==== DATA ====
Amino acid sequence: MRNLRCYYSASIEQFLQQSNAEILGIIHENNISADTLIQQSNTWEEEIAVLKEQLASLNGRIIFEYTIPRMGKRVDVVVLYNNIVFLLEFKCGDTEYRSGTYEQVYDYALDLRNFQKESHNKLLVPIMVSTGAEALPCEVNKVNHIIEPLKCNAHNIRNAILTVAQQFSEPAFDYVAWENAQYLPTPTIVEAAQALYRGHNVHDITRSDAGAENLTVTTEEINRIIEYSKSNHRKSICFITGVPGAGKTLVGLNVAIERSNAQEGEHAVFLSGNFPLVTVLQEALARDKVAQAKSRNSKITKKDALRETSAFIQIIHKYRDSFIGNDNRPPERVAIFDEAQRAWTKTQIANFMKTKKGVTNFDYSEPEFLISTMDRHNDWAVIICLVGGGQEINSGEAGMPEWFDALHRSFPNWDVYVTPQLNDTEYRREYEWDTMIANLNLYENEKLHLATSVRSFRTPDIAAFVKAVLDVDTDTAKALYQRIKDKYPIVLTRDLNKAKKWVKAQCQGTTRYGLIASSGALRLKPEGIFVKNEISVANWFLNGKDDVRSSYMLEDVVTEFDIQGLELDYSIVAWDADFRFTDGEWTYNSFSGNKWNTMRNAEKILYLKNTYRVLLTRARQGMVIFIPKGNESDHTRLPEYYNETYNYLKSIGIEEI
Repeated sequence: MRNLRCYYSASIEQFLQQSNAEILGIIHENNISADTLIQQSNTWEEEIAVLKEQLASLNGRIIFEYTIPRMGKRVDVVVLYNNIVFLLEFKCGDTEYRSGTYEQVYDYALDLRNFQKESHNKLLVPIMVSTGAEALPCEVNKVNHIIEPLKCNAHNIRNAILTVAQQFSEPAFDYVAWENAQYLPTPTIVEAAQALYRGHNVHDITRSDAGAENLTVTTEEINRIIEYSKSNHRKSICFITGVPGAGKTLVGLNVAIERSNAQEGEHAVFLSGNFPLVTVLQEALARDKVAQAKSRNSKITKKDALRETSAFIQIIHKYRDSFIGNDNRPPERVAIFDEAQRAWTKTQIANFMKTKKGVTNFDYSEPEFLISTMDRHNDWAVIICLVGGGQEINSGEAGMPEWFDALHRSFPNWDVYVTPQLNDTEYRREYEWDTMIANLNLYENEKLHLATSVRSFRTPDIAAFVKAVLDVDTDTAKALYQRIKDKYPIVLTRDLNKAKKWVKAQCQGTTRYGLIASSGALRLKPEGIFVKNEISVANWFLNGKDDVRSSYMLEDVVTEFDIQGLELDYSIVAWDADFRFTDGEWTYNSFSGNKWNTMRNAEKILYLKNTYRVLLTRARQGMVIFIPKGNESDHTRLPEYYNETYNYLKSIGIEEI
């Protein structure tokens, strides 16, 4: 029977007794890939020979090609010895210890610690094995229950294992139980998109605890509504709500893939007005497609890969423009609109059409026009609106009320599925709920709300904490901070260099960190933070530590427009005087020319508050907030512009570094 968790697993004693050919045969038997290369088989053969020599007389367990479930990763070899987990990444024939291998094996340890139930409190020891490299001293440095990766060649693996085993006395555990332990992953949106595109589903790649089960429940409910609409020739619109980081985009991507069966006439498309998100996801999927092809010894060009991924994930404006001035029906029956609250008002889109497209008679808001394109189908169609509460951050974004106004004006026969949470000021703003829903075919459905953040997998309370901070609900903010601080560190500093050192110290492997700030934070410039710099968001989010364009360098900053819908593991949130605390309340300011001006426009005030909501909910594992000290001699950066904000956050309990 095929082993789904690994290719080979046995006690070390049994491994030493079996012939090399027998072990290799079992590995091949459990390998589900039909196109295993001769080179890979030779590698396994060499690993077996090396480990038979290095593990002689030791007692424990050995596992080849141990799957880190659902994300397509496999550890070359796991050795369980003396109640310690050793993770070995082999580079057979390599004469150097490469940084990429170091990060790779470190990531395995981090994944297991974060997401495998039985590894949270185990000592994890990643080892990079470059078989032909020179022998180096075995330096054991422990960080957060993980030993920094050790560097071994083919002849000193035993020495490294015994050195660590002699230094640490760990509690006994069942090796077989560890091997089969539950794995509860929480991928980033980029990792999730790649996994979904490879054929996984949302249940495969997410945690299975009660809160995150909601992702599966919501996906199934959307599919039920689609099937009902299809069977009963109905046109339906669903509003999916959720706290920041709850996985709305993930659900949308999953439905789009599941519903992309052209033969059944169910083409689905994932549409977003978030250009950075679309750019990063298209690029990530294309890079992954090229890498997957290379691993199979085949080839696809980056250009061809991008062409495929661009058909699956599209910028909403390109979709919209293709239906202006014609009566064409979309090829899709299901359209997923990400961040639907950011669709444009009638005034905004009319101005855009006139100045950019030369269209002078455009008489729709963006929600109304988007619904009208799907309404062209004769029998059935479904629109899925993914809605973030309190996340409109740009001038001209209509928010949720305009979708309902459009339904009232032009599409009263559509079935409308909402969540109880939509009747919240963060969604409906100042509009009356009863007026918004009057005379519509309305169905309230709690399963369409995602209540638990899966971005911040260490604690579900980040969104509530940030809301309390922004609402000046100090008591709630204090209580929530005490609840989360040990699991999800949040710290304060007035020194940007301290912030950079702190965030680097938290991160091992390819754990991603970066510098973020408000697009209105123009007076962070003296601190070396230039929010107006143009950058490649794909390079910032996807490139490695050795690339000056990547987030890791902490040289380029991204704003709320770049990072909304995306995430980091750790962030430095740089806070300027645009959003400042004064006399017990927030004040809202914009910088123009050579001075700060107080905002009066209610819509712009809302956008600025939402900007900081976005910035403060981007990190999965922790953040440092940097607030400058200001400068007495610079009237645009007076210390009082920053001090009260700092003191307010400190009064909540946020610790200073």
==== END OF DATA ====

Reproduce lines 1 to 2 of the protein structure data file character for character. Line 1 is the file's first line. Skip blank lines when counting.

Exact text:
Amino acid sequence: MRNLRCYYSASIEQFLQQSNAEILGIIHENNISADTLIQQSNTWEEEIAVLKEQLASLNGRIIFEYTIPRMGKRVDVVVLYNNIVFLLEFKCGDTEYRSGTYEQVYDYALDLRNFQKESHNKLLVPIMVSTGAEALPCEVNKVNHIIEPLKCNAHNIRNAILTVAQQFSEPAFDYVAWENAQYLPTPTIVEAAQALYRGHNVHDITRSDAGAENLTVTTEEINRIIEYSKSNHRKSICFITGVPGAGKTLVGLNVAIERSNAQEGEHAVFLSGNFPLVTVLQEALARDKVAQAKSRNSKITKKDALRETSAFIQIIHKYRDSFIGNDNRPPERVAIFDEAQRAWTKTQIANFMKTKKGVTNFDYSEPEFLISTMDRHNDWAVIICLVGGGQEINSGEAGMPEWFDALHRSFPNWDVYVTPQLNDTEYRREYEWDTMIANLNLYENEKLHLATSVRSFRTPDIAAFVKAVLDVDTDTAKALYQRIKDKYPIVLTRDLNKAKKWVKAQCQGTTRYGLIASSGALRLKPEGIFVKNEISVANWFLNGKDDVRSSYMLEDVVTEFDIQGLELDYSIVAWDADFRFTDGEWTYNSFSGNKWNTMRNAEKILYLKNTYRVLLTRARQGMVIFIPKGNESDHTRLPEYYNETYNYLKSIGIEEI
Repeated sequence: MRNLRCYYSASIEQFLQQSNAEILGIIHENNISADTLIQQSNTWEEEIAVLKEQLASLNGRIIFEYTIPRMGKRVDVVVLYNNIVFLLEFKCGDTEYRSGTYEQVYDYALDLRNFQKESHNKLLVPIMVSTGAEALPCEVNKVNHIIEPLKCNAHNIRNAILTVAQQFSEPAFDYVAWENAQYLPTPTIVEAAQALYRGHNVHDITRSDAGAENLTVTTEEINRIIEYSKSNHRKSICFITGVPGAGKTLVGLNVAIERSNAQEGEHAVFLSGNFPLVTVLQEALARDKVAQAKSRNSKITKKDALRETSAFIQIIHKYRDSFIGNDNRPPERVAIFDEAQRAWTKTQIANFMKTKKGVTNFDYSEPEFLISTMDRHNDWAVIICLVGGGQEINSGEAGMPEWFDALHRSFPNWDVYVTPQLNDTEYRREYEWDTMIANLNLYENEKLHLATSVRSFRTPDIAAFVKAVLDVDTDTAKALYQRIKDKYPIVLTRDLNKAKKWVKAQCQGTTRYGLIASSGALRLKPEGIFVKNEISVANWFLNGKDDVRSSYMLEDVVTEFDIQGLELDYSIVAWDADFRFTDGEWTYNSFSGNKWNTMRNAEKILYLKNTYRVLLTRARQGMVIFIPKGNESDHTRLPEYYNETYNYLKSIGIEEI